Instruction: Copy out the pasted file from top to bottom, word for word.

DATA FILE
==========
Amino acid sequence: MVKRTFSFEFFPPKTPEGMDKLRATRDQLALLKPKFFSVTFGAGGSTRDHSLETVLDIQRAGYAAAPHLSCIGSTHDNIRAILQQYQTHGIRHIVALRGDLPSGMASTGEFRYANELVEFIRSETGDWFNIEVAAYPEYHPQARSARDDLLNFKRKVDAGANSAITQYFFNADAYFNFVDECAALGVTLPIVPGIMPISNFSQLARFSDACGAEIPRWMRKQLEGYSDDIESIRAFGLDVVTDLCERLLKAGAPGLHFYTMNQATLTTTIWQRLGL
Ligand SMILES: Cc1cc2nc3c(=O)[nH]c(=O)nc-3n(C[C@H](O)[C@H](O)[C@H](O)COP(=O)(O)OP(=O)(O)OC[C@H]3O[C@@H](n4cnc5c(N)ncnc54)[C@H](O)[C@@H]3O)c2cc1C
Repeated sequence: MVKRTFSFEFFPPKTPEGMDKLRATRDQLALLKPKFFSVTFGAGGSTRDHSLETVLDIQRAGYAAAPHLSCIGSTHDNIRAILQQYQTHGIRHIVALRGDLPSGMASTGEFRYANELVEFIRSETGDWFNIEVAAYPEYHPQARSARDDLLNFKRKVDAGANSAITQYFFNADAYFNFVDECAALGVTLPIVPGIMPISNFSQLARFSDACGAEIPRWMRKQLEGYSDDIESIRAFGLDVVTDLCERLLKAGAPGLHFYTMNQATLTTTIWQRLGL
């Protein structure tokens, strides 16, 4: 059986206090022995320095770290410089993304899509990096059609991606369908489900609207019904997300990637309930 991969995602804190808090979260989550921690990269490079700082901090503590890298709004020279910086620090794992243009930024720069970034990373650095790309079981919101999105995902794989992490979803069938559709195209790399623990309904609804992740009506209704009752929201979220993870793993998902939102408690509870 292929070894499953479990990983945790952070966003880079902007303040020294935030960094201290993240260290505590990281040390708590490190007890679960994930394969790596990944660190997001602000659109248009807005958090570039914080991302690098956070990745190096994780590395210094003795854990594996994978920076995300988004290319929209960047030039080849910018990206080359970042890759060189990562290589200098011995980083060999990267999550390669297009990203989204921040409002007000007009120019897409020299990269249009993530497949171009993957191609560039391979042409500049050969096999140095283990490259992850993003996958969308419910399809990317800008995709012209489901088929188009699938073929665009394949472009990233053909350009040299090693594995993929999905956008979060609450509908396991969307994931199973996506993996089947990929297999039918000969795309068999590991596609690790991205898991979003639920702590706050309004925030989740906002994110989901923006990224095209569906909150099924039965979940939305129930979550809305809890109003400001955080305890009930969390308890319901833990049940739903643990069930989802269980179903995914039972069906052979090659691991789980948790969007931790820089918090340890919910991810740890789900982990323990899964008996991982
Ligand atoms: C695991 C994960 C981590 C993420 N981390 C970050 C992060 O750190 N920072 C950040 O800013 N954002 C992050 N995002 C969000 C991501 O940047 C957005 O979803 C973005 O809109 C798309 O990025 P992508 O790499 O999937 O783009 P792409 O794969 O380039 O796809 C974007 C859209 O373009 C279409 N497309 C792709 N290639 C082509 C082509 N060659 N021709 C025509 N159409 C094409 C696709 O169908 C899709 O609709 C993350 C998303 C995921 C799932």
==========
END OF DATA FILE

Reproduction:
Amino acid sequence: MVKRTFSFEFFPPKTPEGMDKLRATRDQLALLKPKFFSVTFGAGGSTRDHSLETVLDIQRAGYAAAPHLSCIGSTHDNIRAILQQYQTHGIRHIVALRGDLPSGMASTGEFRYANELVEFIRSETGDWFNIEVAAYPEYHPQARSARDDLLNFKRKVDAGANSAITQYFFNADAYFNFVDECAALGVTLPIVPGIMPISNFSQLARFSDACGAEIPRWMRKQLEGYSDDIESIRAFGLDVVTDLCERLLKAGAPGLHFYTMNQATLTTTIWQRLGL
Ligand SMILES: Cc1cc2nc3c(=O)[nH]c(=O)nc-3n(C[C@H](O)[C@H](O)[C@H](O)COP(=O)(O)OP(=O)(O)OC[C@H]3O[C@@H](n4cnc5c(N)ncnc54)[C@H](O)[C@@H]3O)c2cc1C
Repeated sequence: MVKRTFSFEFFPPKTPEGMDKLRATRDQLALLKPKFFSVTFGAGGSTRDHSLETVLDIQRAGYAAAPHLSCIGSTHDNIRAILQQYQTHGIRHIVALRGDLPSGMASTGEFRYANELVEFIRSETGDWFNIEVAAYPEYHPQARSARDDLLNFKRKVDAGANSAITQYFFNADAYFNFVDECAALGVTLPIVPGIMPISNFSQLARFSDACGAEIPRWMRKQLEGYSDDIESIRAFGLDVVTDLCERLLKAGAPGLHFYTMNQATLTTTIWQRLGL
């Protein structure tokens, strides 16, 4: 059986206090022995320095770290410089993304899509990096059609991606369908489900609207019904997300990637309930 991969995602804190808090979260989550921690990269490079700082901090503590890298709004020279910086620090794992243009930024720069970034990373650095790309079981919101999105995902794989992490979803069938559709195209790399623990309904609804992740009506209704009752929201979220993870793993998902939102408690509870 292929070894499953479990990983945790952070966003880079902007303040020294935030960094201290993240260290505590990281040390708590490190007890679960994930394969790596990944660190997001602000659109248009807005958090570039914080991302690098956070990745190096994780590395210094003795854990594996994978920076995300988004290319929209960047030039080849910018990206080359970042890759060189990562290589200098011995980083060999990267999550390669297009990203989204921040409002007000007009120019897409020299990269249009993530497949171009993957191609560039391979042409500049050969096999140095283990490259992850993003996958969308419910399809990317800008995709012209489901088929188009699938073929665009394949472009990233053909350009040299090693594995993929999905956008979060609450509908396991969307994931199973996506993996089947990929297999039918000969795309068999590991596609690790991205898991979003639920702590706050309004925030989740906002994110989901923006990224095209569906909150099924039965979940939305129930979550809305809890109003400001955080305890009930969390308890319901833990049940739903643990069930989802269980179903995914039972069906052979090659691991789980948790969007931790820089918090340890919910991810740890789900982990323990899964008996991982
Ligand atoms: C695991 C994960 C981590 C993420 N981390 C970050 C992060 O750190 N920072 C950040 O800013 N954002 C992050 N995002 C969000 C991501 O940047 C957005 O979803 C973005 O809109 C798309 O990025 P992508 O790499 O999937 O783009 P792409 O794969 O380039 O796809 C974007 C859209 O373009 C279409 N497309 C792709 N290639 C082509 C082509 N060659 N021709 C025509 N159409 C094409 C696709 O169908 C899709 O609709 C993350 C998303 C995921 C799932």